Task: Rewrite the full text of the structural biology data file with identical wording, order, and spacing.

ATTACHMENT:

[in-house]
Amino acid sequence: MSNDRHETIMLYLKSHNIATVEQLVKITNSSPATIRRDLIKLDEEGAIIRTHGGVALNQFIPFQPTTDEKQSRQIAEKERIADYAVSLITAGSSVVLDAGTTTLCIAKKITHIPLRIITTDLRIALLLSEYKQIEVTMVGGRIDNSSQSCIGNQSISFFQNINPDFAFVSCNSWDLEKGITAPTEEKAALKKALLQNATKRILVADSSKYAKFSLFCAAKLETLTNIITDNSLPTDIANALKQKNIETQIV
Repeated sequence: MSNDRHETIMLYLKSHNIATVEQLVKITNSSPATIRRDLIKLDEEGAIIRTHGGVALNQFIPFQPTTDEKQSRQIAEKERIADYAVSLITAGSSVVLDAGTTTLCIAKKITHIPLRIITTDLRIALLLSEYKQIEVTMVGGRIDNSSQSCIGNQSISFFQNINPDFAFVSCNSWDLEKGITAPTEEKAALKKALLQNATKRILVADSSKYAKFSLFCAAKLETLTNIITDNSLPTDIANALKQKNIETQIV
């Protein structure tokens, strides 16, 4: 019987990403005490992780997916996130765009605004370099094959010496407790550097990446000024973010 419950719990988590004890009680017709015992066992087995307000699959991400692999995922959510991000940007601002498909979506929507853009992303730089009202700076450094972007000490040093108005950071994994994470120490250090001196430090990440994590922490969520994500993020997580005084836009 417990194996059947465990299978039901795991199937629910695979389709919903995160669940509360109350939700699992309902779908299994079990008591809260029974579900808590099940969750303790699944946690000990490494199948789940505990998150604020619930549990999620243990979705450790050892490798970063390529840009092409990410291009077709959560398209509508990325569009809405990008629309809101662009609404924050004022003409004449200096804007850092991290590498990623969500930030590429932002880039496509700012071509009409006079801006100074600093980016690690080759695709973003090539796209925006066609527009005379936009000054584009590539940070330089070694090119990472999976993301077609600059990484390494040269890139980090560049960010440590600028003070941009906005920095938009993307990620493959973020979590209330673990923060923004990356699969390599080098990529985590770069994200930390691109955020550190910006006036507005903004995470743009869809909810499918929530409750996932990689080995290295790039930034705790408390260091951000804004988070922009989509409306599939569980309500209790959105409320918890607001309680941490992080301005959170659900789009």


[in-house]
Amino acid sequence: MSNDRHETIMLYLKSHNIATVEQLVKITNSSPATIRRDLIKLDEEGAIIRTHGGVALNQFIPFQPTTDEKQSRQIAEKERIADYAVSLITAGSSVVLDAGTTTLCIAKKITHIPLRIITTDLRIALLLSEYKQIEVTMVGGRIDNSSQSCIGNQSISFFQNINPDFAFVSCNSWDLEKGITAPTEEKAALKKALLQNATKRILVADSSKYAKFSLFCAAKLETLTNIITDNSLPTDIANALKQKNIETQIV
Repeated sequence: MSNDRHETIMLYLKSHNIATVEQLVKITNSSPATIRRDLIKLDEEGAIIRTHGGVALNQFIPFQPTTDEKQSRQIAEKERIADYAVSLITAGSSVVLDAGTTTLCIAKKITHIPLRIITTDLRIALLLSEYKQIEVTMVGGRIDNSSQSCIGNQSISFFQNINPDFAFVSCNSWDLEKGITAPTEEKAALKKALLQNATKRILVADSSKYAKFSLFCAAKLETLTNIITDNSLPTDIANALKQKNIETQIV
């Protein structure tokens, strides 16, 4: 019987990403005490992780997916996130765009605004370099094959010496407790550097990446000024973010 419950719990988590004890009680017709015992066992087995307000699959991400692999995922959510991000940007601002498909979506929507853009992303730089009202700076450094972007000490040093108005950071994994994470120490250090001196430090990440994590922490969520994500993020997580005084836009 417990194996059947465990299978039901795991199937629910695979389709919903995160669940509360109350939700699992309902779908299994079990008591809260029974579900808590099940969750303790699944946690000990490494199948789940505990998150604020619930549990999620243990979705450790050892490798970063390529840009092409990410291009077709959560398209509508990325569009809405990008629309809101662009609404924050004022003409004449200096804007850092991290590498990623969500930030590429932002880039496509700012071509009409006079801006100074600093980016690690080759695709973003090539796209925006066609527009005379936009000054584009590539940070330089070694090119990472999976993301077609600059990484390494040269890139980090560049960010440590600028003070941009906005920095938009993307990620493959973020979590209330673990923060923004990356699969390599080098990529985590770069994200930390691109955020550190910006006036507005903004995470743009869809909810499918929530409750996932990689080995290295790039930034705790408390260091951000804004988070922009989509409306599939569980309500209790959105409320918890607001309680941490992080301005959170659900789009």